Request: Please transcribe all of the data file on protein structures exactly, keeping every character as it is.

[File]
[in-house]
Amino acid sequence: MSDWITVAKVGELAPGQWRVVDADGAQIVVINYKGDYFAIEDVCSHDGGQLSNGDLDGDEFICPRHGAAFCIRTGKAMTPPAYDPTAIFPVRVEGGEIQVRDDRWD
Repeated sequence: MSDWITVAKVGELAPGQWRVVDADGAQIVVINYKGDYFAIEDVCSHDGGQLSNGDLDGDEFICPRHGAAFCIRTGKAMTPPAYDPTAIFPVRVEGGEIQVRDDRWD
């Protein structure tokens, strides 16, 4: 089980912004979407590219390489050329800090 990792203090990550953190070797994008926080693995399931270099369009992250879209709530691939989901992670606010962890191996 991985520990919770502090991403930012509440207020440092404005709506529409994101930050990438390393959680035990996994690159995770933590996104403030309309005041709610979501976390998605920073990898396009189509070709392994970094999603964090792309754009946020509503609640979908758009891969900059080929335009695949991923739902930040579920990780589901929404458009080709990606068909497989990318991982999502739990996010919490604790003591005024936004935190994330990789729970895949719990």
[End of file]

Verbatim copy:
[in-house]
Amino acid sequence: MSDWITVAKVGELAPGQWRVVDADGAQIVVINYKGDYFAIEDVCSHDGGQLSNGDLDGDEFICPRHGAAFCIRTGKAMTPPAYDPTAIFPVRVEGGEIQVRDDRWD
Repeated sequence: MSDWITVAKVGELAPGQWRVVDADGAQIVVINYKGDYFAIEDVCSHDGGQLSNGDLDGDEFICPRHGAAFCIRTGKAMTPPAYDPTAIFPVRVEGGEIQVRDDRWD
């Protein structure tokens, strides 16, 4: 089980912004979407590219390489050329800090 990792203090990550953190070797994008926080693995399931270099369009992250879209709530691939989901992670606010962890191996 991985520990919770502090991403930012509440207020440092404005709506529409994101930050990438390393959680035990996994690159995770933590996104403030309309005041709610979501976390998605920073990898396009189509070709392994970094999603964090792309754009946020509503609640979908758009891969900059080929335009695949991923739902930040579920990780589901929404458009080709990606068909497989990318991982999502739990996010919490604790003591005024936004935190994330990789729970895949719990």